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Despite Sessions’ shift on marijuana, former U.S. attorney McQuade expects ‘business as usual’

Credit tanjila ahmed

The headlines this week have been peppered with news of Attorney General Jeff Sessions “unleashing” federal prosecutors on legal marijuana. This runs counter to the Cole Memo of 2013, in which federal prosecutors were asked to limit their actions in states that legalized marijuana.

Barbara McQuade, former U.S. Attorney for the Eastern District of Michigan, spoke with Stateside’s Lester Graham to explain how the attorney general’s directive will impact Michigan and other states with medical and recreational marijuana laws.

Listen to the full conversation above, or read highlights below.

What is the Cole Memo?

“[The Cole Memo] specified that U.S. attorneys should defer to states that had well-structured and robust regulatory systems and let states enforce those. So for individual users, for people who were complying with their state medical marijuana laws, the feds should stay out of that. It really always had been the case, but I think [former U.S. Attorney James Cole] wanted to memorialize it so that states could go forward with their laws with the understanding that the feds wouldn’t be intervening.”

What will change now that the Cole Memo and others related to marijuana enforcement have been rescinded?

“I think the likely impact might be actually relatively minor. What Sessions has said is he wants to provide maximum discretion to U.S. attorneys to decide how best to enforce the laws in their states. I’ve already seen U.S. attorneys in those states that have recreational marijuana laws issue statements saying, essentially, ‘Business as usual, we’re going to continue to focus on those major drug trafficking organizations with ties to cartels and gangs that impact public safety as we always have, and we’re really not going to focus our scarce federal resources on these individual growers and dispensaries and that sort of thing.’”

“I think the only possible problem from this is the uncertainty that it creates. The Cole Memo sort of memorialized what the practice had been, what it would be, and gave some certainty to state actors and federal actors about this is how we're going to do business. By rescinding the memos, I think there now may be a little bit of uncertainty about how things are going to proceed, and so we may have a period of growing pains.”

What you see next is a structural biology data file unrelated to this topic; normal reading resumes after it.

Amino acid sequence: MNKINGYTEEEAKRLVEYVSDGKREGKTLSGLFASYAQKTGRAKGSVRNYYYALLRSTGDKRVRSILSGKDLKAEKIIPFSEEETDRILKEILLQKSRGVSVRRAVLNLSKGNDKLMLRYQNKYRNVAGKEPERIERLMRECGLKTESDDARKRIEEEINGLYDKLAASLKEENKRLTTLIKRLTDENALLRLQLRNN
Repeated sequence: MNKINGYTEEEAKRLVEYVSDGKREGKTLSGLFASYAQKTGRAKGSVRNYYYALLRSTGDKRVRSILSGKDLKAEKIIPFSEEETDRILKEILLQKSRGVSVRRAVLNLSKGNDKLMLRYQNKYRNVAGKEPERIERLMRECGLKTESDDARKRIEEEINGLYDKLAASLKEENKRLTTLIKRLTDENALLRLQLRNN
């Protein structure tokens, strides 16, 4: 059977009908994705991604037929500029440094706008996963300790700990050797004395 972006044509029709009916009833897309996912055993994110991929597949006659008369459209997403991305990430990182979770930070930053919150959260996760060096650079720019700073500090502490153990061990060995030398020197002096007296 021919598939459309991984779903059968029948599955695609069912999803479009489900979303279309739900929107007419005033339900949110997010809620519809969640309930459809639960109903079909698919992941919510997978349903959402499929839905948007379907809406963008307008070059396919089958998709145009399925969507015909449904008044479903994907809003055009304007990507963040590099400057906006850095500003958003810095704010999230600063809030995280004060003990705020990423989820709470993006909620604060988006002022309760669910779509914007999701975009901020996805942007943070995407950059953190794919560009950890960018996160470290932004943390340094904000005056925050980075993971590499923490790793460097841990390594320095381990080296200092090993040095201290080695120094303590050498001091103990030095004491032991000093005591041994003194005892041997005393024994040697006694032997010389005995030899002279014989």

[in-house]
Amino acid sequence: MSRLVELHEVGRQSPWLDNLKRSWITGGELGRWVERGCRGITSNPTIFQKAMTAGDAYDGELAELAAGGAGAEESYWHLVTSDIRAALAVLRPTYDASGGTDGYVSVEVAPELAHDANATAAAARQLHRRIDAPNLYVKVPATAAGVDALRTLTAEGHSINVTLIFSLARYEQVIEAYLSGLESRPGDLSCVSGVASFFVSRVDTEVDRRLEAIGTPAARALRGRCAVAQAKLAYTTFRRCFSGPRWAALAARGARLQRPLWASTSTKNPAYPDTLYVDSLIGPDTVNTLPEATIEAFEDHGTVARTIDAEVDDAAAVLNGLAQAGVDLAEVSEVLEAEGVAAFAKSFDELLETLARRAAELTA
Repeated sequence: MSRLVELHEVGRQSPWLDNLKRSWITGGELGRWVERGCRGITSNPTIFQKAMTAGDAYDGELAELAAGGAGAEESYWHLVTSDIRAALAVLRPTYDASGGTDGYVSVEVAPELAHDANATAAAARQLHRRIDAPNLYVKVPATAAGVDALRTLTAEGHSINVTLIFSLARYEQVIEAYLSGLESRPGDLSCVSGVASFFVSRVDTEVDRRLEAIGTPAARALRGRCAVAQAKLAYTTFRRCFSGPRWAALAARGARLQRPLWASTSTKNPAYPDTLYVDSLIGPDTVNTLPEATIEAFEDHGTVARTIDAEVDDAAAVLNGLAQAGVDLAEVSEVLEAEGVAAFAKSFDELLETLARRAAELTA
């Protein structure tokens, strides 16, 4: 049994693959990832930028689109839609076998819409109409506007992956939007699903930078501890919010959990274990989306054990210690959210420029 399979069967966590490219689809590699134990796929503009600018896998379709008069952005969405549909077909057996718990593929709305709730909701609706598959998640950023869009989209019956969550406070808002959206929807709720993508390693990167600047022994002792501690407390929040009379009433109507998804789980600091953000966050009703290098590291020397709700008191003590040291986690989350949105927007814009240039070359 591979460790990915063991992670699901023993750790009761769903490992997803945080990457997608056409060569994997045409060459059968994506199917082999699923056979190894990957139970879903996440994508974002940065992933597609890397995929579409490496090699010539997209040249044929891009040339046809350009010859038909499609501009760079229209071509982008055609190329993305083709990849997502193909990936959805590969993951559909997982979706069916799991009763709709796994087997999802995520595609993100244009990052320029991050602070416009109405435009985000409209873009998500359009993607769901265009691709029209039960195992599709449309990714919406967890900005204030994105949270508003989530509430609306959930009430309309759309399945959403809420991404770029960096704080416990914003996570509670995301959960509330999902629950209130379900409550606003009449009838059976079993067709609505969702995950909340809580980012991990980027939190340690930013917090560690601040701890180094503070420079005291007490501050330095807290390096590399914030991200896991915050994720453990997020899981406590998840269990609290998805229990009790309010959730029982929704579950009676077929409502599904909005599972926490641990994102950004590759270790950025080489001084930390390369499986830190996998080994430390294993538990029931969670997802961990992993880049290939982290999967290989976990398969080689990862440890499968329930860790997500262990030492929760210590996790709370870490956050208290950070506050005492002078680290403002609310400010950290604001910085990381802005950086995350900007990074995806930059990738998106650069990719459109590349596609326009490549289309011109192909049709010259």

How will these changes impact Michigan?

“In districts like ours, the Eastern District of Michigan, we have so many very serious crimes—major drug trafficking organizations that bring with them violence—that’s where the focus will be."

“A far more serious threat to public safety right now is opioids, and I worry that resources could be diverted from opioid enforcement to marijuana enforcement.”

But what about states’ rights?

“It’s a little ironic that the party that so often talks about respecting states’ rights and the Tenth Amendment is legislating from Washington to say how we’re going to do things. So I find that a little bit ironic. The Cole Memo was designed to further the interests of comity, which says that we live in this dual sovereignty system and we have to respect the laws of the states while we enforce federal laws.

“So I do think that it sort of disrupts that, that the will of the people in those 29 states have said one thing, and the federal government is trying to bring in a heavy hammer to do something else.”

U.S. attorneys in other states like Colorado have issued public statements in response to Attorney General Sessions' shift on marijuana enforcement. We contacted the U.S. Attorney offices for the Eastern District and Western District of Michigan for their perspectives. Neither office responded with a statement.

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